She recycled (Baal Tashchit) everything from rubber bands to plastic bags, and more before this was an acknowledged and sustainable concept. Food was too precious to waste. We cleaned our plates. Nothing was left to decay in the fridge. She was a role model for sustainable living in so many ways. Shortly after I was married Rose visited my new family home in Montreal. My husband and I were so proud of the decor. Mom was not interested in our furnishings and chose instead to comment that “you throw out (waste) more food than I eat.”

We shared and role modeled Bubbe Rose’s environmentally sustainable ethos with our daughters, Shira & Orlee. Shira and her husband live in a tiny ‘railroad’ apartment in Brooklyn where they avoid material accoutrements. They focus on living sustainably by  recycling and biking when possible rather than taking public transportation. They compost food waste in their freezer and carry it weekly to a collection site at a nearby farmer’s market where they buy locally and organically grown produce.  Orlee also lives sustainably and loves spending as much time as possible in natural habitats. She is currently working on an organic ‘off the grid’ farm in Washington State. I am involved in collecting surplus produce and donating it to meal sites, pantries and shelters in order to help reduce the rapidly growing number  of  food insecure people living here in Milwaukee. Rose’s wise lessons on living ‘green’ have been instilled into  the thoughts and actions of her descendants.

My mother, Rose (Z”L) had a deep and spiritual love of Hashem’s Creation. She eschewed the materialistic world. On 9 Cheshvan, 5774 Rose, (A”H, Aleyha Hashalom, “May peace be upon her”) was buried on a tranquil hillside enveloped by the branches of mature trees. The end of my year of mourning coincides closely with the month of Elul. This is a time of deep spiritual introspection before the coming High Holy Days.  Hashem is particularly close to us and we share an extraordinary divine energy that benefits us in our quest towards spiritual and moral perfection.

It is most fitting that Elul is the time chosen for erecting a headstone over my mother’s gravesite. A year of grieving gives way to a New Year and new beginnings mimicking the cycles of the natural world. In this way we honor Rose’s blessed memory.  May we  use the holy month of Elul wisely to help create a more sustainable Earth not only for ourselves but for future generations.

Rose would quote Kohelet 1:4, “One generation goes and another generation comes; but the earth remains forever.

An Interrupting Tree?

By Rabbi Barry Kornblau

Barry Kornblau is Director of Member Services at the Rabbinical Council of America and serves as rabbi at Young Israel of Hollis Hills – Windsor Park in Queens, NY.

On Shabbat afternoons during the summer, many have the custom to study the section of the Mishna known as Pirkei Avot (Ethics of the Fathers). At this time of year, when many parts of the Northern Hemisphere presents us with lush natural beauty, it is particularly startling to come across a mishna (Avot 3:7) which seems to denigrate the appreciation of natural beauty:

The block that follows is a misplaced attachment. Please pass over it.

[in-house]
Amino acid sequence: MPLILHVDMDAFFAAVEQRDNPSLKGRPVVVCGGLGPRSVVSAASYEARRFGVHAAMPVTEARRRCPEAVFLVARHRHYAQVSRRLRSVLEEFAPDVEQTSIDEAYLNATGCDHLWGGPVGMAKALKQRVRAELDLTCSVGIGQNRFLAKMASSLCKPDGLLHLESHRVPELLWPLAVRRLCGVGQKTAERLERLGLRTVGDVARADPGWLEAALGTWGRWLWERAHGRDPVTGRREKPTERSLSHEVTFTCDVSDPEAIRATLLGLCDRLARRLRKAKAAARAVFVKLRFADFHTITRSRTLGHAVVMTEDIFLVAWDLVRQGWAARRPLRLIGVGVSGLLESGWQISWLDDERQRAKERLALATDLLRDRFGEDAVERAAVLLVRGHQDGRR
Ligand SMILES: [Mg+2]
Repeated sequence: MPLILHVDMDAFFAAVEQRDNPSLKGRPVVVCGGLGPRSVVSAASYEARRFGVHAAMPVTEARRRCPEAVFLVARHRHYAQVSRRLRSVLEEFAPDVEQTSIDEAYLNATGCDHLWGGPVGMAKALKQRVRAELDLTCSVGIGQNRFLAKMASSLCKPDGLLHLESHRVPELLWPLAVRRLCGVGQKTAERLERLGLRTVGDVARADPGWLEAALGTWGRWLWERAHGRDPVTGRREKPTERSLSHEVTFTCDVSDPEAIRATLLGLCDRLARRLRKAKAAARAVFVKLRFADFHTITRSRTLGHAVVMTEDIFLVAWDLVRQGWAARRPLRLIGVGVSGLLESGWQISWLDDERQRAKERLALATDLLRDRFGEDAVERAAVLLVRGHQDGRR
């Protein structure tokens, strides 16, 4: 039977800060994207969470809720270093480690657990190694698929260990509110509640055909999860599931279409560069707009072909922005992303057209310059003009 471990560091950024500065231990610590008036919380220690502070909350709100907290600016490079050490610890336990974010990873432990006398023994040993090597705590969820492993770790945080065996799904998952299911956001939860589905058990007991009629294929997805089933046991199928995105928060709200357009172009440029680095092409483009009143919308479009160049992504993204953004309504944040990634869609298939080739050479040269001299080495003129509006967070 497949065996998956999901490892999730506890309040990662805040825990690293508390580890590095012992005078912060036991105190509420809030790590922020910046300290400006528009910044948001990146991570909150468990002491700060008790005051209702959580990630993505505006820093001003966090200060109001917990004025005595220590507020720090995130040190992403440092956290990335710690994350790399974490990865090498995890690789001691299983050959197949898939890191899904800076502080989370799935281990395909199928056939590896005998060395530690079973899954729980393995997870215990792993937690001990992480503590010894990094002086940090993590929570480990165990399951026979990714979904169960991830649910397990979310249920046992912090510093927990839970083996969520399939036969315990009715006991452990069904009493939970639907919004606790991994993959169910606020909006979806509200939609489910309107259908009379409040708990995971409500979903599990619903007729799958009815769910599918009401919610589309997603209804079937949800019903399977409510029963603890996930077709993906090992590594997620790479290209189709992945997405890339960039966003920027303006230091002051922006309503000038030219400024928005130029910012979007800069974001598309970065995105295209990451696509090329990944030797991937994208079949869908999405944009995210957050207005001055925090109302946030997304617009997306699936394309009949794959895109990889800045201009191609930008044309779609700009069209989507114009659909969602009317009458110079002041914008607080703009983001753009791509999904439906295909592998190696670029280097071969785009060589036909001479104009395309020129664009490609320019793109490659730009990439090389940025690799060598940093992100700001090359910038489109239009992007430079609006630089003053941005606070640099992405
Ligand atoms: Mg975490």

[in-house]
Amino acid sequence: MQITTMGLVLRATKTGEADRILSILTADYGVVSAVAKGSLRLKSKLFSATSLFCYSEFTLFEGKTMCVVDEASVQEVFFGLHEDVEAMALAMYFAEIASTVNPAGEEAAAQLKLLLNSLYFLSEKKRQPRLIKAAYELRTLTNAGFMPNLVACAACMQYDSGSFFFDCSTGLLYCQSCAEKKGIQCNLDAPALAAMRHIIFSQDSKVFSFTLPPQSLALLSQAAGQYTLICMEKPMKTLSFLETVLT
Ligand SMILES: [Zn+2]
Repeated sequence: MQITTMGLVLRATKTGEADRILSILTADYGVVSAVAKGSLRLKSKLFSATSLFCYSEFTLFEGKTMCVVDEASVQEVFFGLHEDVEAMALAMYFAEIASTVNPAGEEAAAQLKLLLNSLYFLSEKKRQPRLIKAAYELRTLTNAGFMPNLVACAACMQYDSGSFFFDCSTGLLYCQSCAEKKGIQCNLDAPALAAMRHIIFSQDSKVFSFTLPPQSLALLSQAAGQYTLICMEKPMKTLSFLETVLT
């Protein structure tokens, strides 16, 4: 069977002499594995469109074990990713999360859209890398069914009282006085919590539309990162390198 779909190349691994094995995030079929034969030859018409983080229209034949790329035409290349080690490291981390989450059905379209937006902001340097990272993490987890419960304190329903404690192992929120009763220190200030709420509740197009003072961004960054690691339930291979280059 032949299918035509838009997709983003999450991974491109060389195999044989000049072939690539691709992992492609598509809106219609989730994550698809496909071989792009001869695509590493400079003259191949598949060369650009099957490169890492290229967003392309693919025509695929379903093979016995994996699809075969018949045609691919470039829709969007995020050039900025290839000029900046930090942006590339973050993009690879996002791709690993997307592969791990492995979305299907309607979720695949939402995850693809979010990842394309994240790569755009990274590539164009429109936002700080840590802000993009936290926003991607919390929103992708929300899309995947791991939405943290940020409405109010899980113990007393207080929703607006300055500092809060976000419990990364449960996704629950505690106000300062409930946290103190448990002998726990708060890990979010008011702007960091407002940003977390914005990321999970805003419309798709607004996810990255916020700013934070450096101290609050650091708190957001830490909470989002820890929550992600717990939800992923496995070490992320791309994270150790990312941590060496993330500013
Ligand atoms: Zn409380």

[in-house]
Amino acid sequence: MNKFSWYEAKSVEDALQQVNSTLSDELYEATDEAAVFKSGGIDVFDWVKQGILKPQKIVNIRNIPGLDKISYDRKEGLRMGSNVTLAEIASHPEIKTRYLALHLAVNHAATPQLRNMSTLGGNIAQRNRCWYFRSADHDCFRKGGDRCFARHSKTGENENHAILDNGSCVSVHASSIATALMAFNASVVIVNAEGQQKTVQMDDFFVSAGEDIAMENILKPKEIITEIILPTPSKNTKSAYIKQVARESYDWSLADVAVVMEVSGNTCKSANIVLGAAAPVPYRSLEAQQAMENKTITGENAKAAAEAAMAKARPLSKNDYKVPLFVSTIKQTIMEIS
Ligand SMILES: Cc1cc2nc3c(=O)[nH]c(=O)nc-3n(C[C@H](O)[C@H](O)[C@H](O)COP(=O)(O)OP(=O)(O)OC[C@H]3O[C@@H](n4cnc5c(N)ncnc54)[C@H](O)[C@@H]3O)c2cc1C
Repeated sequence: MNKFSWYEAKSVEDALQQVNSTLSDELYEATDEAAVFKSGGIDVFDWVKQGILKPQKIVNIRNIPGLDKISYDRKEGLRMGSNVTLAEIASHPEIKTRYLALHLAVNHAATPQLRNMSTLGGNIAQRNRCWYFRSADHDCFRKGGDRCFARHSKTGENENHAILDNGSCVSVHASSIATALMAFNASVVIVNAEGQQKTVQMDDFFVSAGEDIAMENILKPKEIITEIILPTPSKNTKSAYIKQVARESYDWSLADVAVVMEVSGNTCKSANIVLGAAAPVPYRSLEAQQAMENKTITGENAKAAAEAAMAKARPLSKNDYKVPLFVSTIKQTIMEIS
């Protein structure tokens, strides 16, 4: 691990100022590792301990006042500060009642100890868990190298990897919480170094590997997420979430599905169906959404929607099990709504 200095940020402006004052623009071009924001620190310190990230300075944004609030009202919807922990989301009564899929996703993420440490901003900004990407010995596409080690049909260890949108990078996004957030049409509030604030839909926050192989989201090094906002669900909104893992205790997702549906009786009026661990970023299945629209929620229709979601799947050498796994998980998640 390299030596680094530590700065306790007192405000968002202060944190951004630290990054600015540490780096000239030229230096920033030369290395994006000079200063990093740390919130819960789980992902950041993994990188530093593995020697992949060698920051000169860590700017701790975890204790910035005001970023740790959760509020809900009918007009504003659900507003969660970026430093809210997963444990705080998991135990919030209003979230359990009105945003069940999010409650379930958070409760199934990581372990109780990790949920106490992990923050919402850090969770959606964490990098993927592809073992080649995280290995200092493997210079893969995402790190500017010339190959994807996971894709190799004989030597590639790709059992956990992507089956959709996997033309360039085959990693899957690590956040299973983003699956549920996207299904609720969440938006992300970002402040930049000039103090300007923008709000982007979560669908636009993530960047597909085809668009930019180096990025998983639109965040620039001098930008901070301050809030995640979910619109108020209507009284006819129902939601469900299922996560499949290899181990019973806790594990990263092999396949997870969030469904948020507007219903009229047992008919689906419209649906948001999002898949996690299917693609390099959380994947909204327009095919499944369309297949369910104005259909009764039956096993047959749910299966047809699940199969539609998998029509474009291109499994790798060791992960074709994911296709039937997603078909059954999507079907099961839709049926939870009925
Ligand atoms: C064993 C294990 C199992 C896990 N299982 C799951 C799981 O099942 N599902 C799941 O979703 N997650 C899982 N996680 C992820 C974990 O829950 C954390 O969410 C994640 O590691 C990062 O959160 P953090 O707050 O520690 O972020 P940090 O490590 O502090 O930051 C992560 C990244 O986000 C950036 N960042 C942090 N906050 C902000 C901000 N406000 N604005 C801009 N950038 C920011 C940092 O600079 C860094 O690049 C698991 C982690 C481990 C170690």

רבי שמעון אומר: המהלך בדרך ושונה ומפסיק ממשנתו ואומר, “מה נאה אילן זה! ומה נאה ניר זה!” - מעלה עליו הכתוב כאילו מתחייב בנפשו.

Rabbi Shimon says: A person walking on the road while reviewing his Torah knowledge who interrupts his review to declare, “How lovely is this tree!”, or “How lovely is this plowed field!” – Scripture considers it as if he deserves capital punishment.

And indeed, a number of traditional commentaries on this complex mishna posit that stopping to look at nature (a tree) or at nature modified by man (the plowed field) and to remark upon its beauty is a neutral activity at best; a idle or negative one, at worst.

Other commentaries, however, consider beholding and praising wild or cultivated natural beauty to be a positive activity, for its gives one an opportunity to praise God. Indeed, they note that our Sages even mandated the recitation of a blessing upon encountering trees and other beautiful items: “Blessed Are You, Hashem, our God who is Ruler of the world, who has such [remarkable things] in His world.” These commentaries assert that R. Shimon is teaching that, nevertheless, Torah study is more important than reciting this blessing and that, therefore, one must not interrupt one’s study to do so.

A third, entirely different approach to interpreting this mishna comes from R. Tzvi Yehudah Kook, son of the first chief rabbi of Palestine R. Avraham Yitzchak haKohen Kook. R. Tzvi Yehuda was principal editor of his father’s published works and an influential Jewish thinker in his own right.

In R. T. Y. Kook’s view, the walker’s being worthy of capital punishment is neither because of his noticing beautiful trees and fields nor because of his choice to prioritize stating that observation at the expense of continuing his Torah study. Rather, the walker’s negative activity is his belief that appreciating the tree’s and field’s beauty constitutes an interruption in his Torah study. Instead, the walker ought to unify his appreciation of the Divine source of the beauty of Creation with his understanding of God and His Torah.

To illustrate his point, R. T. Y. Kook quotes a mystical poem, “The Whispers of Existence”, composed by his father, R. A. Y. Kook, which reflects this outlook: